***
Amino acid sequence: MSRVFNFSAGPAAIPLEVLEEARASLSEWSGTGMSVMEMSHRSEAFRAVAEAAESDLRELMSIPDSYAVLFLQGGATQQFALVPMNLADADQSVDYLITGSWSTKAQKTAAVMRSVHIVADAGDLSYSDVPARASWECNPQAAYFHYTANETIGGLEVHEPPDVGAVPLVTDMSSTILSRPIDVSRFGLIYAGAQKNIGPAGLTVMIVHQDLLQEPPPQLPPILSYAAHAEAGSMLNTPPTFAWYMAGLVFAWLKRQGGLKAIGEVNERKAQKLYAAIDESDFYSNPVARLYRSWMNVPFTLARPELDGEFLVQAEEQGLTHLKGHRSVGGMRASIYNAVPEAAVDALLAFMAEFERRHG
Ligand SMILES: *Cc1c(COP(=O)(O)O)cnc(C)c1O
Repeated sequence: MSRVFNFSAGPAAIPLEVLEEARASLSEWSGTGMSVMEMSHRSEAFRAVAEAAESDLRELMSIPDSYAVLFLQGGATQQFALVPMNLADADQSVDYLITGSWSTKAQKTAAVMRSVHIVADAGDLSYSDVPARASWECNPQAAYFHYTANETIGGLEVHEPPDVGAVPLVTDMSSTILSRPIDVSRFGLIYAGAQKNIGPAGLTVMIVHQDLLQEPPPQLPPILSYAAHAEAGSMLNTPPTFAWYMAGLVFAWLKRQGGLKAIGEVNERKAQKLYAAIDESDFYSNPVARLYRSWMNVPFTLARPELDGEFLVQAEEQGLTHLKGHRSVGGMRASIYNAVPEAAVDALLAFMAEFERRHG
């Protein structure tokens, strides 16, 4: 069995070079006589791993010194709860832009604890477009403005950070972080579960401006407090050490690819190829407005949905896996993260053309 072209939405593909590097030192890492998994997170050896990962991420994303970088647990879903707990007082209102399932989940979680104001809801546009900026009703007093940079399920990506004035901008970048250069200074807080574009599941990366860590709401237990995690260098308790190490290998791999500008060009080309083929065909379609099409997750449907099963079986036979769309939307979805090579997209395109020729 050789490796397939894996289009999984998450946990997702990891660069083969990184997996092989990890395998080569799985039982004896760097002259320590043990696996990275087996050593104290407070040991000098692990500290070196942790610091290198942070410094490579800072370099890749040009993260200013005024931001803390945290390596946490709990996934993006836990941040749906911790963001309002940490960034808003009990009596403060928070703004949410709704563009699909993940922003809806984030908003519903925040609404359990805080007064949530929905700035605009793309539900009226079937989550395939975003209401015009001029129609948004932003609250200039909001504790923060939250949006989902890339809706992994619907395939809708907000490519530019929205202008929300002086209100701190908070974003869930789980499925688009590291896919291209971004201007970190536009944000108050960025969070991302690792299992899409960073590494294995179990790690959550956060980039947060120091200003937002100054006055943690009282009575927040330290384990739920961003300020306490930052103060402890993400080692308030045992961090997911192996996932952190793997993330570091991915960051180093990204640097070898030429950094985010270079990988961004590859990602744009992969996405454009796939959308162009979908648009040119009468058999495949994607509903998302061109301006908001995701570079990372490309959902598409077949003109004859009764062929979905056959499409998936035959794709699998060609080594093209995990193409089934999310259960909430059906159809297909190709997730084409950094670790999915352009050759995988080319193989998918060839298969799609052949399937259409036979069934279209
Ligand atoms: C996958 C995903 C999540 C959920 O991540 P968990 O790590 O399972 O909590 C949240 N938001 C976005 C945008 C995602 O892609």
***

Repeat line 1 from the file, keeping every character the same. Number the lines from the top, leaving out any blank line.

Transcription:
Amino acid sequence: MSRVFNFSAGPAAIPLEVLEEARASLSEWSGTGMSVMEMSHRSEAFRAVAEAAESDLRELMSIPDSYAVLFLQGGATQQFALVPMNLADADQSVDYLITGSWSTKAQKTAAVMRSVHIVADAGDLSYSDVPARASWECNPQAAYFHYTANETIGGLEVHEPPDVGAVPLVTDMSSTILSRPIDVSRFGLIYAGAQKNIGPAGLTVMIVHQDLLQEPPPQLPPILSYAAHAEAGSMLNTPPTFAWYMAGLVFAWLKRQGGLKAIGEVNERKAQKLYAAIDESDFYSNPVARLYRSWMNVPFTLARPELDGEFLVQAEEQGLTHLKGHRSVGGMRASIYNAVPEAAVDALLAFMAEFERRHG